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Shapes of You – Guessing Games to Practise Grammar or Lexical Chunks

Here I want to share with you a type of activity that makes you repeat things but in quite an entertaining way =)

The activity may be called … bubbles/ shapes/ circles, e.g. Preposition bubbles or Perfect circles.

The idea is this: you have 15-16 statements that contain the target language and the same number of bubbles/ shapes/ circles. You need to complete the statements by writing your answers in the bubbles in random order.

Here are several examples for different levels for you to see the details

The thing is that the statements are written in such a way that one answer may fit several of them, e.g. Moscow – a place where I was born or a place I visited last year.

Once you’re ready with your answers, you show them to your partner and the partner tries to guess which statement you completed. If your answers are not too straightforward, it may take several tries to guess the right one, hence the necessary repetition.

The activity works well when

  • There are 5+ structures to practise, e.g. verbs patterns or modal verbs (in this case you may need to complete the statements first with the right form of a verb)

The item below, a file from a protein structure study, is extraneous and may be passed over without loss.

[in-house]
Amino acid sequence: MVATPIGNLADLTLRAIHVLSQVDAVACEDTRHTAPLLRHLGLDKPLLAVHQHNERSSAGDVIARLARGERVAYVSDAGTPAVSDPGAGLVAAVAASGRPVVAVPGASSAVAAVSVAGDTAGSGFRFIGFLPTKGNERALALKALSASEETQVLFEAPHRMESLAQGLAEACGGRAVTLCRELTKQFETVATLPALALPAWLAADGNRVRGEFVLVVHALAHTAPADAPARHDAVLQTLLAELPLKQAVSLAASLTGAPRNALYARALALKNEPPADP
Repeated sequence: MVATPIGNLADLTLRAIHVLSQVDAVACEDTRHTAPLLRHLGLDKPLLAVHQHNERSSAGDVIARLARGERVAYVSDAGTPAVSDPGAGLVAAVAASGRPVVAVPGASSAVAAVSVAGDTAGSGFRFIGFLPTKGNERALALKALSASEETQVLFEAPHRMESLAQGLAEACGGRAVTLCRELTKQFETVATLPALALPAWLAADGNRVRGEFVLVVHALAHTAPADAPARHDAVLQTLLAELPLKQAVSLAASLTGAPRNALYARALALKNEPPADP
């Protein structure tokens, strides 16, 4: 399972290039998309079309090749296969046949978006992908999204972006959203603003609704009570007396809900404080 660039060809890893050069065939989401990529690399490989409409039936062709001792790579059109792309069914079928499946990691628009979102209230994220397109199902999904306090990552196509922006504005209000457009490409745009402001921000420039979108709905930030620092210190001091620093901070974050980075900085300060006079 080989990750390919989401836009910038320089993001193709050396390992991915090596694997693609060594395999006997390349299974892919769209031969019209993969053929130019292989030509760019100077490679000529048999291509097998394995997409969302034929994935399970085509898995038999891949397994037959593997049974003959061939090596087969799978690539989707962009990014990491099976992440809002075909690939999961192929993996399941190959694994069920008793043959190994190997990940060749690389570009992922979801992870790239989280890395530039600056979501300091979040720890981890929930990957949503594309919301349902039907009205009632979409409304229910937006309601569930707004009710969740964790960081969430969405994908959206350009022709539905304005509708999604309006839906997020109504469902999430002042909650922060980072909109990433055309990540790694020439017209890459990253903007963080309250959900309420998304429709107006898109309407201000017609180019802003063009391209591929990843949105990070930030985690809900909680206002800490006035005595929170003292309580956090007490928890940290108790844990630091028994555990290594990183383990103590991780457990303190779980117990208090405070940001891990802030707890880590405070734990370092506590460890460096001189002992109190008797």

• You need to get used to the structure and to see many example of it, e.g. the continuous aspect or Perfect Passive
  • Prepositional phrases that need to be learned by heart (again, you might need to choose the right preposition first).

Something to take into account

  • The shapes are not always big enough to fit your answer, so you can use pieces of paper instead;
  • Instead of showing your answers to the partner, you can just say them. In this case you may mark which answer completes which statement (because some students forget what they meant, it’s 15 things to keep in mind after all).
  • Before you start guessing it makes sense to underline the structures you’re going to practise, so that they are more noticeable on the page – I’ve done it in a couple of worksheets.
  • The point of the games is still to say the target structure several times, so try not to get carried away by the process of guessing and try not to cut corners by not saying the statements in full. Your guesses should start with It is [full statement]?
  • Ideally, you can expand on the topic by adding more details to your initial answer and use the target language more.
  • For self study (alone) – you can still use such worksheets: write down your answers (maybe with some details) and come back to them in a week, can you remember the statements?
  • And, of course designing a similar activity by yourself will give you lots of high-quality practice (just imagine the amount of thinking you need to do to make sure that several statements may be completed in a similar way) 😎

That’s it. What do you think of this activity? Have you tried it? If you have any questions, please ask in the comments.

Photo by Fabian Møller on Unsplash

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